Why I Oppose Banning Burqas

This is not the problem.

And no, my reasoning has nothing to do with racism or any other ism!

Belgian lawmakers recently passed a bill that, if approved in their senate, would make it illegal to wear burqas in public. This comes on the heels of France’s

When justifying banning burqas or similar Islamic garments, people typically make two points–one, that burqas represent and facilitate the oppression of women, and two, that they pose a security risk.

I’ll address the oppression issue first. Some women do indeed wear burqas because they’ve been pressured into it by their culture or by specific men in their lives. But other women do it out of a genuine desire to observe their religion in that way. Some even see it as an empowering gesture. It is fundamentally unjust to oppress the latter group in the name of protecting the former.

But even if I’m being completely naive, and even if not a single Muslim woman willingly chooses to wear a burqa, I conveniently have a second argument. For those women who are being oppressed by the burqa, would banning it really help? The obvious answer, I should hope, is no. In this case, banning the burqa is the legal equivalent of slapping a band-aid over a knife wound–and of treating the symptoms rather than the disease. The disease being, of course, large-scale societal oppression of women. Not something that can be fixed with a single magical law. To use an analogy that’s even closer to my personal experience, banning burqas to promote feminism is like banning suicide to promote mental health.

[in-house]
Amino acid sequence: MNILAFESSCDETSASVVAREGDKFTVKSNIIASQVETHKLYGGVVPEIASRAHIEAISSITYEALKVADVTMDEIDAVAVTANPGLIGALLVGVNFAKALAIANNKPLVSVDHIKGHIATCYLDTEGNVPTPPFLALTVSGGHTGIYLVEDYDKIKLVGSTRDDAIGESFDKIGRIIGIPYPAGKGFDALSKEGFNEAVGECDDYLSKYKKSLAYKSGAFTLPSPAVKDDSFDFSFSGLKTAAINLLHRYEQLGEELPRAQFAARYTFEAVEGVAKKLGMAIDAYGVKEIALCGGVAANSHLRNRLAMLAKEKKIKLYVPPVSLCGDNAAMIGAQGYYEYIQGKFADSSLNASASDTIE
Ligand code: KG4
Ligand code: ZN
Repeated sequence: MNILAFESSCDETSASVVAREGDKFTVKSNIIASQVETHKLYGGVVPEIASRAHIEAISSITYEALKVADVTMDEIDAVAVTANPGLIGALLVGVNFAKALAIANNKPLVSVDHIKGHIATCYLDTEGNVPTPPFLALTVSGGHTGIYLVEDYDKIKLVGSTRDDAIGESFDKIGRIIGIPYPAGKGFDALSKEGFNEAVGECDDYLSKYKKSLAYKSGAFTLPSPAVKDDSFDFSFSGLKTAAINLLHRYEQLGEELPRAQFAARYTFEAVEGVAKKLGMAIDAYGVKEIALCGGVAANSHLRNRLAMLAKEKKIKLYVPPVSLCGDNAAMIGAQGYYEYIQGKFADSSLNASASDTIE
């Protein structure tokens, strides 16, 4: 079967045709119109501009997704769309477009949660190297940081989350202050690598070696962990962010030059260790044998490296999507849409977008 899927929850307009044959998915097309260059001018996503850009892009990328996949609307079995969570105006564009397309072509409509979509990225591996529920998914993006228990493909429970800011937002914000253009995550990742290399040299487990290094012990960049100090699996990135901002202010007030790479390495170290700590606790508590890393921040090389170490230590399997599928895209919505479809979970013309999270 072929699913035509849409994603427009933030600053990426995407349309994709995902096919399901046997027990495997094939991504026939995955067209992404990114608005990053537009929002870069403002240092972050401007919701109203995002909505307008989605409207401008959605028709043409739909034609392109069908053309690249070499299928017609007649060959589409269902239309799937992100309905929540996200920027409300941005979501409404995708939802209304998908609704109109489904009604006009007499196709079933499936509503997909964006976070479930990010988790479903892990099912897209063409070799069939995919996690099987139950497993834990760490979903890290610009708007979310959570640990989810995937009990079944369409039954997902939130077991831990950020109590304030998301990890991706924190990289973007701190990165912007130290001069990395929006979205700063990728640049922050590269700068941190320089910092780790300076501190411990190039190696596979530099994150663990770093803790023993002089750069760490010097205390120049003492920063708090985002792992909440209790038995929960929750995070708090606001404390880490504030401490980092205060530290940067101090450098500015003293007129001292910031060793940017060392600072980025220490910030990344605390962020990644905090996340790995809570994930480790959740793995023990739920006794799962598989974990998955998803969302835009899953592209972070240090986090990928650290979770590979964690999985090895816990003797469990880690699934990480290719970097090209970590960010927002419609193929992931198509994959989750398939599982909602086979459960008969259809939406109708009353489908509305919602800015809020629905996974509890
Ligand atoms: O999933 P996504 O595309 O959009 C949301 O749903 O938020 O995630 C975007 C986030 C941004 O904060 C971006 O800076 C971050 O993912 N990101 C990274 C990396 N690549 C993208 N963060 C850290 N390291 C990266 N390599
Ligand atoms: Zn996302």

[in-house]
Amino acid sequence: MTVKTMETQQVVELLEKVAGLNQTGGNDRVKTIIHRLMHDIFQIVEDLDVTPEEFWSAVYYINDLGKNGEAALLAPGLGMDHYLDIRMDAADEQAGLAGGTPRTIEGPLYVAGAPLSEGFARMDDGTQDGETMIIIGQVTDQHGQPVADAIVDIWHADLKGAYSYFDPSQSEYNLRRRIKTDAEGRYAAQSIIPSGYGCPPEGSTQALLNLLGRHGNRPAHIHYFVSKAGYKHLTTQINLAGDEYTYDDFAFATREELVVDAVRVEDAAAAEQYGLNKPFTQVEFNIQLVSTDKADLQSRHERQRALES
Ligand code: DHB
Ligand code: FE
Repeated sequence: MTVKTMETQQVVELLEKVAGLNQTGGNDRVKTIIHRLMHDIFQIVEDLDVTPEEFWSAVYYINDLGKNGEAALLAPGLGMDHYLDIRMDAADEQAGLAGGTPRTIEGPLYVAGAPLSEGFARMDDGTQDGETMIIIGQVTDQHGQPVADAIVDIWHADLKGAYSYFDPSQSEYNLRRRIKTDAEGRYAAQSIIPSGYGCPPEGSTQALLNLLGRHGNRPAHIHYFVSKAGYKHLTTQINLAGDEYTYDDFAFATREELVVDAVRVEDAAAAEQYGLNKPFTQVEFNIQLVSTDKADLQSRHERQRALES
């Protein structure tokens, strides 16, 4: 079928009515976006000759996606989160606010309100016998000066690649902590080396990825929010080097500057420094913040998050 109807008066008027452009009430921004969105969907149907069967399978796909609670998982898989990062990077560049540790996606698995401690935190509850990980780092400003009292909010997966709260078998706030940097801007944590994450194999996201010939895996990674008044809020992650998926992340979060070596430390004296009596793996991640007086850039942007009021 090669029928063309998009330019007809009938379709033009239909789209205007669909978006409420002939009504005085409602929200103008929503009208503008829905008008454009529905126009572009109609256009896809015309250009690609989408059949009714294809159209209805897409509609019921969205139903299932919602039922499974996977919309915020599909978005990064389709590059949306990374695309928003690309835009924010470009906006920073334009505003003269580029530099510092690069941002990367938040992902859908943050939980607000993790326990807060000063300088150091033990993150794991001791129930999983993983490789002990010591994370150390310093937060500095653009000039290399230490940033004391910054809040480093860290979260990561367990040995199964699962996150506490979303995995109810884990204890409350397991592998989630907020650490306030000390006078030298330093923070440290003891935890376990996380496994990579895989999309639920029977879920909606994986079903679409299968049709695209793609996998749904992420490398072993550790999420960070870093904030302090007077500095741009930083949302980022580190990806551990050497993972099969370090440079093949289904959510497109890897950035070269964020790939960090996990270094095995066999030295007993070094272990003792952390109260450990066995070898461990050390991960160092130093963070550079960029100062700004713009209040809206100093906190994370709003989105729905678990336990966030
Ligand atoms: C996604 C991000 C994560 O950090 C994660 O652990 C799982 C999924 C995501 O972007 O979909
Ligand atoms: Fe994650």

Not only would banning it not help, but it would probably backfire. If these women’s husbands or fathers are pressuring them into wearing the burqa, they would probably keep right on doing it despite the new law, thus placing these women in a prime position for facing charges, jail time, or plain ol’ harassment by the police. After all, they would be the ones paying the price for breaking the law, not men.

As for the whole security issue, I don’t have too much to say about that because I’m honestly not an expert on the subject, but I’ll say this–Israel has no burqa ban, or any sort of ban on Islamic head coverings, and yet has an incredible security force that manages to stop virtually all potential terrorists within the country’s borders. They don’t release these statistics to the public, but all the time in the Jerusalem Post, you see another story about security guards catching a would-be terrorist. Maybe the security authorities in these European countries should have a big pow-wow with Israeli ones and see what they’ve been missing.

I think it’s very tempting for people (and governments) to believe that issues like the oppression of women by organized religion can be fixed by something as simple as a law banning burqas. But ultimately, you can never really know what’s going on in someone else’s mind. What looks like oppression to us may not feel that way to the women in question. Or maybe it does. In any case, banning burqas won’t help.

I’ll leave you with my favorite cartoon on this subject:

Civil Disobedience Gone Horribly Wrong

Anyone who’s been at an airport lately probably agrees that those new TSA bodyscans/patdowns suck. One woman, however, apparently reserves some very special wrath for this procedure, because it infuriated her so much that she assaulted a female TSA officer. Not in the usual shoving/punching way, though: